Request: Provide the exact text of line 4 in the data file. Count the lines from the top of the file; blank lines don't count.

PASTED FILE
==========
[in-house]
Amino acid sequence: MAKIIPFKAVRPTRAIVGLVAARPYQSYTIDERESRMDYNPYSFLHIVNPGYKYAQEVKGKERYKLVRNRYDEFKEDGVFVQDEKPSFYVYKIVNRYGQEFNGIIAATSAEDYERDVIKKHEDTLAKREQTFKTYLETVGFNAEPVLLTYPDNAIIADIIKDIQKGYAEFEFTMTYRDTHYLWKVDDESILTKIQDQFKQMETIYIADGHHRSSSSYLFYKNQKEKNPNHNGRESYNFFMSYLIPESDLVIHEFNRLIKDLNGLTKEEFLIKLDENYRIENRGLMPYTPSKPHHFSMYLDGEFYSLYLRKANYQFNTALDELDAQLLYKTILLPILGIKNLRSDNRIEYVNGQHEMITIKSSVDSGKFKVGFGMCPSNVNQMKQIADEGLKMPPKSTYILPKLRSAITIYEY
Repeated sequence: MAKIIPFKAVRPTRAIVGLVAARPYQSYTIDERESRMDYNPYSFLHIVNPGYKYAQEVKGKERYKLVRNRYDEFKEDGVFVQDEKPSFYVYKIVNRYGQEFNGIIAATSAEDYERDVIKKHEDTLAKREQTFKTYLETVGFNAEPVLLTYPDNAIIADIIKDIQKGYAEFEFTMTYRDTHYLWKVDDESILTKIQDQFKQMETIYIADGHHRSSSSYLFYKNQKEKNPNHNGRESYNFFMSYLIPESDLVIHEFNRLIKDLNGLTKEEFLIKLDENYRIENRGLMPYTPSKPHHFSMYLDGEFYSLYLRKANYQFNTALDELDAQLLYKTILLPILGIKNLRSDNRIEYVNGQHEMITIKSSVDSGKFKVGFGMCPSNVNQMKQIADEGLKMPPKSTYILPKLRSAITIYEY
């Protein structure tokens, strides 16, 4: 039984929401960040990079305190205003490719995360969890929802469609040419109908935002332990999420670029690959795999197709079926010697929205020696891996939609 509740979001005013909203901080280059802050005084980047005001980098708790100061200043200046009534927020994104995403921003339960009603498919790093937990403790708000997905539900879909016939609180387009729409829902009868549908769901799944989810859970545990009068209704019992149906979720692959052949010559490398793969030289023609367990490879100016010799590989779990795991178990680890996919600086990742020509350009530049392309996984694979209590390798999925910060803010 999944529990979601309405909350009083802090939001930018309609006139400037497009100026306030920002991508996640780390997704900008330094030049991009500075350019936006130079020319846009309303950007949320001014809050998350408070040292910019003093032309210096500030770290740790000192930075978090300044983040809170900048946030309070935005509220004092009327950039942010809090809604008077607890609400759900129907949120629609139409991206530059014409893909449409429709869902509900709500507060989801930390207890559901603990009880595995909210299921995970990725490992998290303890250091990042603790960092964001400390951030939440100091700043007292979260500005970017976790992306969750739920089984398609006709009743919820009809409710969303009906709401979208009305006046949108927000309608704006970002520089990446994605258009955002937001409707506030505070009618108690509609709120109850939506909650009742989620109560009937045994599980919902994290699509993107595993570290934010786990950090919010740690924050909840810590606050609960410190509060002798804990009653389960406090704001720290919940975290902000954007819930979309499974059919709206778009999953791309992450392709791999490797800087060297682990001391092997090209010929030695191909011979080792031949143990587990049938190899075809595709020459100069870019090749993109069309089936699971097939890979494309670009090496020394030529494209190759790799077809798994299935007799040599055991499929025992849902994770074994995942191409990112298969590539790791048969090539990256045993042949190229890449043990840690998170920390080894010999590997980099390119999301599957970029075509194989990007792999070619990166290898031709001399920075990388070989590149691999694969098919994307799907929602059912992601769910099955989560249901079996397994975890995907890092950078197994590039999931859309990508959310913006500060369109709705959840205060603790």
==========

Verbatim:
């Protein structure tokens, strides 16, 4: 039984929401960040990079305190205003490719995360969890929802469609040419109908935002332990999420670029690959795999197709079926010697929205020696891996939609 509740979001005013909203901080280059802050005084980047005001980098708790100061200043200046009534927020994104995403921003339960009603498919790093937990403790708000997905539900879909016939609180387009729409829902009868549908769901799944989810859970545990009068209704019992149906979720692959052949010559490398793969030289023609367990490879100016010799590989779990795991178990680890996919600086990742020509350009530049392309996984694979209590390798999925910060803010 999944529990979601309405909350009083802090939001930018309609006139400037497009100026306030920002991508996640780390997704900008330094030049991009500075350019936006130079020319846009309303950007949320001014809050998350408070040292910019003093032309210096500030770290740790000192930075978090300044983040809170900048946030309070935005509220004092009327950039942010809090809604008077607890609400759900129907949120629609139409991206530059014409893909449409429709869902509900709500507060989801930390207890559901603990009880595995909210299921995970990725490992998290303890250091990042603790960092964001400390951030939440100091700043007292979260500005970017976790992306969750739920089984398609006709009743919820009809409710969303009906709401979208009305006046949108927000309608704006970002520089990446994605258009955002937001409707506030505070009618108690509609709120109850939506909650009742989620109560009937045994599980919902994290699509993107595993570290934010786990950090919010740690924050909840810590606050609960410190509060002798804990009653389960406090704001720290919940975290902000954007819930979309499974059919709206778009999953791309992450392709791999490797800087060297682990001391092997090209010929030695191909011979080792031949143990587990049938190899075809595709020459100069870019090749993109069309089936699971097939890979494309670009090496020394030529494209190759790799077809798994299935007799040599055991499929025992849902994770074994995942191409990112298969590539790791048969090539990256045993042949190229890449043990840690998170920390080894010999590997980099390119999301599957970029075509194989990007792999070619990166290898031709001399920075990388070989590149691999694969098919994307799907929602059912992601769910099955989560249901079996397994975890995907890092950078197994590039999931859309990508959310913006500060369109709705959840205060603790």